Collaboration Agreement for the Development of a Contemporary Hollister Ranch Coastal Access Program

Mar 4, 2019 | Collaborations, Press Release, Public Access

Commission staff and our agency partners, the California Coastal Commission, the Coastal Conservancy, and California State Parks, have completed a collaboration agreement that will guide our coordination efforts to develop a new Hollister Ranch Access Program.

California’s iconic coastline is fundamental to the high quality of life we enjoy in the nation’s most populous state. The coast is home to many of California’s precious natural, cultural, and historic resources; it underpins our thriving economy, is our primary recreational outlet, and draws more and more people to settle here each year. The public policy of protecting, expanding, enhancing, and promoting public access to the State’s coast, tidelands, and waterways is embodied in California’s Constitution, numerous statutes and regulations, and the common law. California’s Constitution specifically directs the Legislature to enact such laws as will give the most liberal construction to the right of the people to access the waters of the State so that access to these waters shall always be attainable to the people.

California is a world leader in protecting its coast and advancing the right of all people to access and enjoy our beaches and ocean. Article X of the California Constitution, Section 4 guarantees that:

“No individual, partnership, or corporation claiming or possessing the frontage of tidal lands of a harbor, bay, inlet, estuary, or other navigable water in this State, shall be permitted to exclude the right of way to such water whenever it is required for any public purpose . . . ; and the Legislature shall enact such laws as will give the most liberal construction to this provision, so that access to the navigable waters of this State shall always be attainable to the people thereof.”

Hollister Ranch (the Ranch) is a 14,500-acre subdivision that includes 8.5 miles of publicly owned shoreline along the Santa Barbara Channel, in Santa Barbara County, with no land-based coastal access for the public. The Gaviota Coast, of which Hollister Ranch is a significant part, is the least accessible stretch of coast in California, with less than 2 miles of publicly accessible shore in more than 60 miles of coastline.

This inter-agency Collaboration Agreement (Agreement) is entered into among the staffs of the California Coastal Commission, the California Department of Parks and Recreation, the California State Coastal Conservancy, and the California State Lands Commission to further the State of California’s public policy of responsibly expanding and enhancing the public’s access to and along the coast and the public’s cultural, educational and recreational experiences at the Ranch.

Each signatory is a Party, and they are collectively the Parties.

Recitals

  1. The California Coastal Commission (CCC) plans and regulates the use of land and water in the coastal zone. CCC is committed to protecting and enhancing California’s coast and ocean for present and future generations and maximizing public access to and along the coast.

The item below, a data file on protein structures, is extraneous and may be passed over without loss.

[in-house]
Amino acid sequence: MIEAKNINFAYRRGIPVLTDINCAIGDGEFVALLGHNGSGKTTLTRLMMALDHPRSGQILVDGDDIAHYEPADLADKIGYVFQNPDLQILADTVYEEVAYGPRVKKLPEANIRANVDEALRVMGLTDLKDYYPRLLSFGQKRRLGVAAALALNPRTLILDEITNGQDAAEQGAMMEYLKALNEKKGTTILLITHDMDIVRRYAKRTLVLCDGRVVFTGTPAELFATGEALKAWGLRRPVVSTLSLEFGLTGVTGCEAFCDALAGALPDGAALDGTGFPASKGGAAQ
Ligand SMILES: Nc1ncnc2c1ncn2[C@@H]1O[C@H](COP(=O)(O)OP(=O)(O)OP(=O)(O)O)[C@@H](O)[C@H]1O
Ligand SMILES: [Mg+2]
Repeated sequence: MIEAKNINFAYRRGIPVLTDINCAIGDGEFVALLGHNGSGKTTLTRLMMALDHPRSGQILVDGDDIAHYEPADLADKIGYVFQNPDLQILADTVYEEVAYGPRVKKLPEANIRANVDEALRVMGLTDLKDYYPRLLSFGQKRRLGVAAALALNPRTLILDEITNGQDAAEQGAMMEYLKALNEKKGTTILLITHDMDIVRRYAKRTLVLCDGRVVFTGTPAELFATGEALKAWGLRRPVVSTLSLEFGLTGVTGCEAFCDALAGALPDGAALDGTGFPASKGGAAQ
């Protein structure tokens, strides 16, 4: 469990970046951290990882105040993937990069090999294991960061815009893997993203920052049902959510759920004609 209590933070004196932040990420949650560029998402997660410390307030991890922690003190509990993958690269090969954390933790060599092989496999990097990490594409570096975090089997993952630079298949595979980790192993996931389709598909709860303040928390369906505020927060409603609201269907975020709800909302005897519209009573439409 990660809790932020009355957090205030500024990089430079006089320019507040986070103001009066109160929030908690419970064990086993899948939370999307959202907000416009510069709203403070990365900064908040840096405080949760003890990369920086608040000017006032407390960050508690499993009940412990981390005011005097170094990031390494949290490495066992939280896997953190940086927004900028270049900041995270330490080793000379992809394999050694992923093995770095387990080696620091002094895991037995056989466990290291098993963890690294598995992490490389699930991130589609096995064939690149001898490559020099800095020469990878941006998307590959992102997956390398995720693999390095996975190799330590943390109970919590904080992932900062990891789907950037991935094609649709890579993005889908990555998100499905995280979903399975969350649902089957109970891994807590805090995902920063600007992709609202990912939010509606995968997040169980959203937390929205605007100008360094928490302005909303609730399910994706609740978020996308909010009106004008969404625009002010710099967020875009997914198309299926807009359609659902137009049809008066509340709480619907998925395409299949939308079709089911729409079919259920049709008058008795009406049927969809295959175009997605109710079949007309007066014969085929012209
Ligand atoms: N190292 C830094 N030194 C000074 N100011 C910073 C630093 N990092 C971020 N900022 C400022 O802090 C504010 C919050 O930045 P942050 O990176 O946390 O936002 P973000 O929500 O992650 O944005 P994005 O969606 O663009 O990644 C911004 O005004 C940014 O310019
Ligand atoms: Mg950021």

2. The California Department of Parks and Recreation (DPR) advances the right of all people to access and enjoy the outdoors, including our beaches and ocean. The Department is the state’s largest coastal landowner, managing and protecting the rich natural and cultural resources of nearly a quarter of California’s coastline. Through a variety of programs, the Department along with the network of partners and volunteers supports rich cultural, recreational, and educational experiences to connect visitors with the coastal landscape–inspiring a future generation of stewards to protect these special places for future generations.
  3. The California State Coastal Conservancy (SCC) works with partners to implement projects that protect and restore the California coast, and increase public access to it. In its 40 years, SCC has put over $1.3 billion to work protecting open space, restoring wetlands, constructing coastal trails and accessways, and creating opportunities for all Californians to experience and enjoy their coastline.
  4. The California State Lands Commission (SLC) is committed to expanding and enhancing public use and access to the public’s tide and submerged lands along California’s coast. The SLC protects and manages the State’s approximately 4 million acres of public-trust lands, including the tide and submerged lands waterward of the ordinary high water mark, as measured by the mean high tide line, except for areas of fill or artificial accretion. SLC champions environmentally sustainable public land management and balanced resource protection for the benefit and enjoyment of all current and future generations of Californians.
  5. Each Party has distinct jurisdiction and authority, but the Parties share a mutual imperative in expanding and enhancing meaningful, safe, environmentally sustainable and operationally feasible public access to and along the coast at the Ranch.
  6. Over 35 years ago, in 1982, the CCC adopted a Hollister Ranch Public Access Program. This 1982 access program has never been implemented.
  7. In 2018, Assembly Member Limón authored a bill, AB 2534, that, among other things, would have clarified existing law and created additional funding opportunities to provide public access to the public’s tide and submerged lands within the Ranch. Governor Brown vetoed AB 2534 stating, “this bill relies on the implementation of a coastal access program adopted in 1982. . . it is now outdated.” Governor Brown asked that state agencies “work together to craft a sensible and fiscally responsible plan.”